Thomson Reuters Foundation

Migrant domestic workers are seen as less than human in Lebanon, the director of a new film that exposes widespread abuse of such women said ahead of a screening in Beirut on Tuesday.

Shouting Without a Listener follows three Ethiopian women who arrive in Beirut to work as live-in housekeepers under Lebanon's kafala sponsorship system, which binds them to one employer and prevents them from travelling.

Shouting without a listener

A still from the film "Shouting Without a Listener" about migrant domestic workers in Lebanon. PICTURE: Supplied by Elie Berbary

The story, which was written by an Ethiopian former domestic worker turned campaigner and is based on real events, depicts the physical, verbal and psychological abuse the women face - and the difficulty of obtaining justice.

"The abuse is not a secret," director Elie Berbary told the Thomson Reuters Foundation.

"It's widely known amongst Lebanese, but not spoken about. This is an issue in our society. Most people don't care. They don't see their [employees] as humans, as equals."

Human Rights Watch and Amnesty International have blamed the kafala system, which exists in many parts of the Middle East, for the abuse of migrant workers, who they say are vulnerable to exploitation because they cannot change jobs.

A migrant worker dies from "non-natural causes" every week in Lebanon according to Human Rights Watch, with suicide among the leading causes of death.

The criticism has led to some nations reforming the system and in March, Lebanon's new minister for labour Camille Abousleiman set up a committee to look at the system.

"Whether we should focus on revisiting in the current system, or eliminate it all's all on the table," said the ministry in an email.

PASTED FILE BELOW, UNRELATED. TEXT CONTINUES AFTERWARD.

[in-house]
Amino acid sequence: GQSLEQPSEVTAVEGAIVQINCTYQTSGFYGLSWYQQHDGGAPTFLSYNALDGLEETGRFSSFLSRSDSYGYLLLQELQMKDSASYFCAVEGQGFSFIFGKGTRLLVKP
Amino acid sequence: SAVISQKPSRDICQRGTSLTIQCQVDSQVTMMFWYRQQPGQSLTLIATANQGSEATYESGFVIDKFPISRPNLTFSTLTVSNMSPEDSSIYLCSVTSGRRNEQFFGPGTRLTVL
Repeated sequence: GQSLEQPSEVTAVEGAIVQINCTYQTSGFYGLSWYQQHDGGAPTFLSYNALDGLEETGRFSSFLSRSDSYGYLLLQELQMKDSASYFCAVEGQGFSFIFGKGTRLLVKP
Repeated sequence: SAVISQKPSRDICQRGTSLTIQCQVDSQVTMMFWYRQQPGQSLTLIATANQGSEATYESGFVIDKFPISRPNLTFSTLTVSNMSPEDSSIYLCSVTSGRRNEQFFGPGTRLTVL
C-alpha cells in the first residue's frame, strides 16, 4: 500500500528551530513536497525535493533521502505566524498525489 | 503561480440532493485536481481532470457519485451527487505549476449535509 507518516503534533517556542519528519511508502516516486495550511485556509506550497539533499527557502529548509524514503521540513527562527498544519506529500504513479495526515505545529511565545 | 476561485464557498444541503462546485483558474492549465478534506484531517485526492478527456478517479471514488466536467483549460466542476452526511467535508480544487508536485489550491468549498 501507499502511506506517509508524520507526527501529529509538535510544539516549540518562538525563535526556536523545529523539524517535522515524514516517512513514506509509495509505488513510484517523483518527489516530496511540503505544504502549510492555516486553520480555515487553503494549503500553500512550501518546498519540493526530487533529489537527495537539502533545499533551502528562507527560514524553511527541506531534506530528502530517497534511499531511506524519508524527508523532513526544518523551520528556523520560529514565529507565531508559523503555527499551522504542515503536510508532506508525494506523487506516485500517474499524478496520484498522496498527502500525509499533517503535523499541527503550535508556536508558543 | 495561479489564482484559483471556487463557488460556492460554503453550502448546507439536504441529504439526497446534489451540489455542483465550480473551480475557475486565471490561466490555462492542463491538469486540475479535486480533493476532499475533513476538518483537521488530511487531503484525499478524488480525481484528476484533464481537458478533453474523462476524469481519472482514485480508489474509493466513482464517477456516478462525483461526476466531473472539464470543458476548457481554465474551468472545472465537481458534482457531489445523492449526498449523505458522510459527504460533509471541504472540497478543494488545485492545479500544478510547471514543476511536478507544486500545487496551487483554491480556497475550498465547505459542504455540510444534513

Ethiopians make up the biggest group of migrant workers in Lebanon, according to government data, yet Barbary said it was rare for an Ethiopian to go public about the problems they faced.

She said she was "shocked" by the content of the script that writer Rahel Zegeye, presented her with and "immediately agreed to work with her". 

Zegeye, 39, began writing about these issues 20 years ago, shortly after she arrived in Lebanon to work.

"I myself experienced abuse and saw so many other Ethiopian women go through the same thing. It was shocking," she said.

"I was shocked by how normal the situation was in Lebanon and that the Lebanese and Ethiopian authorities weren't doing anything about it." 

Berbary and the cast and crew all worked for free to make the film, which received funding from the Danish Refugee Council. 

It will be shown at the Metropolis Art Cinema in Beirut on Tuesday, its first major public screening, with ticket proceeds going to support migrant workers.

Zegeye now plans to show it in Ethiopia to raise awareness among young women of the problems they could face.

"I want this film to show the Lebanese people (what is happening), as well as Ethiopians back home, so they are prepared if they decide to come to Lebanon for work," she said.